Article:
Jonathan Ray Jonathan Ray

Wine Club: six beauties from Yapp Brothers

I’m seeing Jason Yapp next week and am deeply nervous. It’s been a while since we caught up and as followers of this column might recall, he and wicked step-brother Tom Ashworth have form in leading me astray. I think I told you about our little adventure in that backstreet bar in Biarritz. It was years ago and I’m still in shock. And still paying off the credit card. And still apologising to Mrs Ray, although she really should have moved on by now.

The fact that mighty Gavin Rankin, le patron of London’s finest eatery, Bellamy’s – that fabled ‘club without a sub’ – is going to be joining us and that we are convening at 12.15 p.m. ‘because we’ve a lot to get through and the Pink Coconut opens early on a Wednesday’ only heightens my anxiety. I’ll keep you posted.

Every one of these delicious bottles from Yapp Brothers is a beauty

In the meantime, I’ll take succour from these delicious bottles I’ve selected with Tom’s help from Yapps’ list. Every one’s a beauty, ideal for steadying the nerves after an hour or so in JY’s company.

The 2022 Gérard Cordier Reuilly (1) is wonderfully invigorating, a 100 per cent Sauvignon Blanc from the Loire that Yapp Bros have shipped every year for over half a century. Crisp, clean and correct, it makes a glorious aperitif. And if you wonder where Jason gets his habits from, his father Robin downed a whole bottle in one on stage at the 1978 Reuilly Wine & Oyster Festival. They still talk about it, and I believe there’s a plaque up somewhere. If not, there should be. Please don’t try it at home. £14.90 down from £15.90.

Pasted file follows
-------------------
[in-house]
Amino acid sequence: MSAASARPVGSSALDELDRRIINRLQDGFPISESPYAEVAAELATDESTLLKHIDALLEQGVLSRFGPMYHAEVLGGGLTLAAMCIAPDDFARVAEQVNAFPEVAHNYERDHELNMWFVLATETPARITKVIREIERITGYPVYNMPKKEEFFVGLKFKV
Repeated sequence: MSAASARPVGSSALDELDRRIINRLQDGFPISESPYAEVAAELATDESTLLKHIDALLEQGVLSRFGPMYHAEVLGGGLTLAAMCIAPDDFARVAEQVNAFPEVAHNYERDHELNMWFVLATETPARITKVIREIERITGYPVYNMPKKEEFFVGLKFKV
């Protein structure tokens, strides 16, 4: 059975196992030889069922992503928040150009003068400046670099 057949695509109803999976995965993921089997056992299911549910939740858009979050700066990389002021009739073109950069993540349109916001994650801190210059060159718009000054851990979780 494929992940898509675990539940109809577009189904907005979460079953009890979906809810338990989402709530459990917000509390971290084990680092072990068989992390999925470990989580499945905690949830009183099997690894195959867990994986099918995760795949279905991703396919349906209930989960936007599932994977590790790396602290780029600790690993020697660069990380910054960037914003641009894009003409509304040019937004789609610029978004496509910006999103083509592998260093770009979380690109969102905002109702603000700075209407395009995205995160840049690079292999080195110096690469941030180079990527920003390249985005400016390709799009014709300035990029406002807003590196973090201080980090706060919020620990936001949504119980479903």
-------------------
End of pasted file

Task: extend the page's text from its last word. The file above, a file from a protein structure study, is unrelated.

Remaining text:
The 2021 JM Raffault Chinon Blanc (2) is a charming rarity, with just 2 per cent of Chinon’s wines being white. Made in the Loire Valley entirely from Chenin Blanc, it’s fresh and enticing with hints of wild flowers, honey, white stone fruit and apples on nose and palate, followed by a long, dry finish. Rodolphe Raffault is the 15th generation of his family to make wine here and is bang on the top of his game. £15.50 down from £16.50.

The 2021 Christophe Camu Chablis (3) is completely new to me and right up my alley, being textbook sub-£20 Chablis. It has that elusive whisper of honey on the nose – it’s there and it’s gone – and a green apple-laden, bone-dry finish. It’s fresh and – thanks to the fruit of 50-year-old vines – intense and concentrated. £18.95 down from £19.95.

The 2017 Domaines des Rebouls Fitou (4) is as fine an example I’ve had from this red-only Appellation in France Profonde. A typical blend of Grenache, Carignan and Syrah – roughly a third of each – it’s rich, juicy, fruity and spicy and, unfiltered and with five years’ bottle age, it can do with decanting. I’d pay another fiver at least for wine of this quality and wouldn’t moan. £13.25 down from £14.25.

The 2019 Domaine des Oullières Harmonie Coteaux d’Aix en Provence (5) is also cracking value. Produced in the far south-east of Provence, it’s a rich, dark-fruited, spicy, piquant blend of Cabernet Sauvignon, Grenache and Syrah and is how I imagine a half-and-half blend of Cru Bourgeois claret and fine Rhône might taste. If you’re pondering the first barbecue of the year, give this a whirl alongside it. £13.75 down from £14.75.

Finally, the 2020 Domaine Filliatreau Saumur-Champigny (6), an old favourite, a couple of bottles of which I knocked back only the other evening with Lucy, Céline and the gang at the Academy Club, Soho. And, gosh, it’s tasty! 100 per cent organic/biodynamic Cabernet Franc from the Loire, it’s super-fresh yet concentrated, with plenty of lively bramble fruit and a touch of spice. Great at room temperature, it also stands a bit of chilling and is absolutely perfect springtime fare. £16.25 down from £17.25.

The mixed case has two bottles of each wine and delivery, as ever, is free.

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